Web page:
Last year, Credit Suisse reports, the total wealth of the people of the world increased 6.4 percent to 280 trillion US dollars. Of that, Russians had only slightly more than one half of one percent — and most of that wealth is concentrated in a tiny segment at the top of the national income pyramid, with 80 percent of Russians not having any wealth at all.
The total amount of personal wealth by this measure in Russia “has not reached two trillion US dollars,’ Nezavisimaya gazeta reports, noting in addition that over the last year, this measure has fallen by 28 percent in dollar equivalents while rising 73 percent when expressed in rubles (ng.ru/economics/2017-11-16/4_7116_dolya.html).
At present, the paper continues, each Russian on average has 16,770 US dollars in wealth, up from less than 3,000 on that measure in 2000. But there is enormous income and wealth inequality in Russia, with those in the top one-tenth of one percent have capital greater than a million US dollars, while 82 percent have “less than 10,000 US dollars” each.
Viewed from another perspective, there are 132,000 dollar millionaires in Russia, and 69 billionaires, with 2.1 million Russians being in the top ten percent of the world’s wealthiest and 175,000 being in the top one percent. Those at the bottom thus are far behind not only their wealthiest domestically but internationally.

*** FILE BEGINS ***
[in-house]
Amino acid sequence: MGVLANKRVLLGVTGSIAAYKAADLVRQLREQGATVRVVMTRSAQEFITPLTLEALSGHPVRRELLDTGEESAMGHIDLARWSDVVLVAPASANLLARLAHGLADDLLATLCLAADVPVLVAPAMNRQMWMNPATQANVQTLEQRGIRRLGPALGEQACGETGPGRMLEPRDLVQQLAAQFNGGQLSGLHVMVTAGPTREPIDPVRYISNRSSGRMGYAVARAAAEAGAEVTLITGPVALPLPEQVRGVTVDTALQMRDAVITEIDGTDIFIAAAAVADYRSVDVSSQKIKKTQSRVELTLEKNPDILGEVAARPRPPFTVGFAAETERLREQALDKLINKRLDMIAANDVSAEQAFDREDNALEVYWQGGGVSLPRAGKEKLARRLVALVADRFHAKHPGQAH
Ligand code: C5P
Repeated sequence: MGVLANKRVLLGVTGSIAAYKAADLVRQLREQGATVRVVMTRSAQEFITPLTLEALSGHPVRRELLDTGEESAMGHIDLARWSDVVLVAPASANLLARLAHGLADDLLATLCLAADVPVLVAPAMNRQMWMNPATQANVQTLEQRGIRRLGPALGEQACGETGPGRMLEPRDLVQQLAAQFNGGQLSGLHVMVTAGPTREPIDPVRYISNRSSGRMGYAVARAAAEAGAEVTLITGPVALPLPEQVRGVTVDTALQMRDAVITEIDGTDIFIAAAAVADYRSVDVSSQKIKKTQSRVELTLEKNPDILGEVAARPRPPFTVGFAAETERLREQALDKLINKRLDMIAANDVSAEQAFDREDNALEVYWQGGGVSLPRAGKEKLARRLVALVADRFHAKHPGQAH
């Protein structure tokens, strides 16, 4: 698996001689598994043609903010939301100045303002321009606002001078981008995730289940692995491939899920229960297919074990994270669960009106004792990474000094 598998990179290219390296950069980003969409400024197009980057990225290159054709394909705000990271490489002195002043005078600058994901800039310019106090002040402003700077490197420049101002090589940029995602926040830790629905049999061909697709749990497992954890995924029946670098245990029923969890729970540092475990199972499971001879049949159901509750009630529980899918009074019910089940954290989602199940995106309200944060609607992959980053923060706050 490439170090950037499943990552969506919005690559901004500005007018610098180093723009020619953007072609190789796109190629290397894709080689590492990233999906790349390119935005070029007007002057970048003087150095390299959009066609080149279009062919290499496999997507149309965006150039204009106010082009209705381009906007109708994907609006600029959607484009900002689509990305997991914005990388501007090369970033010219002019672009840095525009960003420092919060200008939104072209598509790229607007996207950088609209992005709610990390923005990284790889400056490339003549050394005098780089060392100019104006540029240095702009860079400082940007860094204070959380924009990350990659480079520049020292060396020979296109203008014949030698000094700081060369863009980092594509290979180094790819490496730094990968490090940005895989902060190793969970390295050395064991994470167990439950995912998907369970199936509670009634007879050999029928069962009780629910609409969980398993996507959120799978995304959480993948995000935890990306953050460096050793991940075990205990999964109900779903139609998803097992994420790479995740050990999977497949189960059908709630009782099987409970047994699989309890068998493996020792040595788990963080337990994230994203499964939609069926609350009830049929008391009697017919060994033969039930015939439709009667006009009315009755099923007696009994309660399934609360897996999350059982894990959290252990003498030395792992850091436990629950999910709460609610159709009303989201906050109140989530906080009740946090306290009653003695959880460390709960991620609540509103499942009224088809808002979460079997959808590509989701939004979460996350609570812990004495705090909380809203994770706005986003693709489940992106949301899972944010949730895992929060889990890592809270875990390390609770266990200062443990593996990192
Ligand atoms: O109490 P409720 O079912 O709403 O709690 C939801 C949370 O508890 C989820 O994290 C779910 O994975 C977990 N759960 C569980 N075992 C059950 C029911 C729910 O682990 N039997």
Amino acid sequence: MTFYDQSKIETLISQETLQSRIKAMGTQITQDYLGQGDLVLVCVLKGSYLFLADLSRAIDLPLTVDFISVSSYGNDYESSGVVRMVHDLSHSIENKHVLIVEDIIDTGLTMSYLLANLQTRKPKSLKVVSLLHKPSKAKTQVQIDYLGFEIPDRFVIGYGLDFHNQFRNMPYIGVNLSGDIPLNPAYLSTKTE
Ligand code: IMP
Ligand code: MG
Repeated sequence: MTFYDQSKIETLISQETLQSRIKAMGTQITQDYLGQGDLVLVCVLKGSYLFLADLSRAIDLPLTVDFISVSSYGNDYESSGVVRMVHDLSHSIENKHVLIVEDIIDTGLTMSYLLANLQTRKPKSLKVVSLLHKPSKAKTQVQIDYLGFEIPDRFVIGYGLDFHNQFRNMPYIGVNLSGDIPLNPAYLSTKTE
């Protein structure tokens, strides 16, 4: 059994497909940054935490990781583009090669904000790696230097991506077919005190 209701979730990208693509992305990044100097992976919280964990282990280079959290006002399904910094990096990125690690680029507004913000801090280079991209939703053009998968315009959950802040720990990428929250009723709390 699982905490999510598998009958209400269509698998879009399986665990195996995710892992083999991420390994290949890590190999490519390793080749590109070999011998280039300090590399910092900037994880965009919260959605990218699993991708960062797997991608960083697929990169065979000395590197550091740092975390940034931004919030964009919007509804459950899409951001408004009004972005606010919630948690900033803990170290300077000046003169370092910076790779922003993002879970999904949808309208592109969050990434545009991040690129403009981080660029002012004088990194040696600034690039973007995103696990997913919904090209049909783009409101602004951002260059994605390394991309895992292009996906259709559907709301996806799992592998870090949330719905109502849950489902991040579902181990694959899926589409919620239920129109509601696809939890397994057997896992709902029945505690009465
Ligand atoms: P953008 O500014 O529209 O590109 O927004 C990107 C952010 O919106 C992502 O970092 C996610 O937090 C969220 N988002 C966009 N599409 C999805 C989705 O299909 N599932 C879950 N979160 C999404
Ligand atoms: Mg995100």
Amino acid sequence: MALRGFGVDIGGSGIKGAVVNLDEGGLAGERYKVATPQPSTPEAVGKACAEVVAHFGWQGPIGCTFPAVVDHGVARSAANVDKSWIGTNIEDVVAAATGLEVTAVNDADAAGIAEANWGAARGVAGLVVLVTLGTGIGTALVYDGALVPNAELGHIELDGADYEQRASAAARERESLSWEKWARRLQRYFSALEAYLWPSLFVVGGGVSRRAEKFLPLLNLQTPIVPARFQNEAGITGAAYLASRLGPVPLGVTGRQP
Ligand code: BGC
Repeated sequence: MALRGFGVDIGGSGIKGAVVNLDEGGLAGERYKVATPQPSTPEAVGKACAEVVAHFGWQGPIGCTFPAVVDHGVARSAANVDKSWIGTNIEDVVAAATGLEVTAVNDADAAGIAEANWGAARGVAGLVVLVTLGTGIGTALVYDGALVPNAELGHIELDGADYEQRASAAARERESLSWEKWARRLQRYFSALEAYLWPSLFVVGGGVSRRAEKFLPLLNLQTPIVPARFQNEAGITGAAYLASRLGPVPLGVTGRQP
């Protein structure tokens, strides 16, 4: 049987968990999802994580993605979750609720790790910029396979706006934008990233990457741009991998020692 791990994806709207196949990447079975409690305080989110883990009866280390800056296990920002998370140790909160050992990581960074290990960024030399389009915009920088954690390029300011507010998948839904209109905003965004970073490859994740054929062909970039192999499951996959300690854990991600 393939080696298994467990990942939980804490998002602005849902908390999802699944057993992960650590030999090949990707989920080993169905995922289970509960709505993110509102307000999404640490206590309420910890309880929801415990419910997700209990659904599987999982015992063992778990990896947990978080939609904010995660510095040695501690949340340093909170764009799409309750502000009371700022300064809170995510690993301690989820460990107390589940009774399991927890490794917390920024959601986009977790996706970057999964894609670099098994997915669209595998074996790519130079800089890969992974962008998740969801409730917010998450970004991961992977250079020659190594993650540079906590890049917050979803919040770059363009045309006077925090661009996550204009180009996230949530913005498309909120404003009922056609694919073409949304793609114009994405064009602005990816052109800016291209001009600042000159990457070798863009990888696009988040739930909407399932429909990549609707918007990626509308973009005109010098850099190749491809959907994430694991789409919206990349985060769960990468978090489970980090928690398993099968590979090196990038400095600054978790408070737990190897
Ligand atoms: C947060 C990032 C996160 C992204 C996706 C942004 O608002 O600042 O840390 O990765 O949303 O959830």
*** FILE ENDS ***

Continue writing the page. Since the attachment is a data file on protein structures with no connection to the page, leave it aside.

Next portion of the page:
While globalization and economic change have produced income inequality of unprecedented size, that development is now in Russia and elsewhere having a negative impact on economic growth, according to Moscow experts with who the newspaper spoke.
Andrey Klepach of Vsneshekonombank, points out that the level of income inequality in Russia is now just what it was at the beginning of the 2000s, but there is an important difference: Then incomes were growing and poverty was being overcome. “Now we have another situation: poverty is growing and incomes for the last three years have fallen 10 percent in real terms
And according to Ivan Karyakin of Global FX, the situation in Russia “will only get worse.” Indeed, he argues, “the model of economic growth” Russia is following meaning that “the gap in incomes will only increase,” something that will create problems given that an overwhelming majority of Russians believe economic inequality there is too great.
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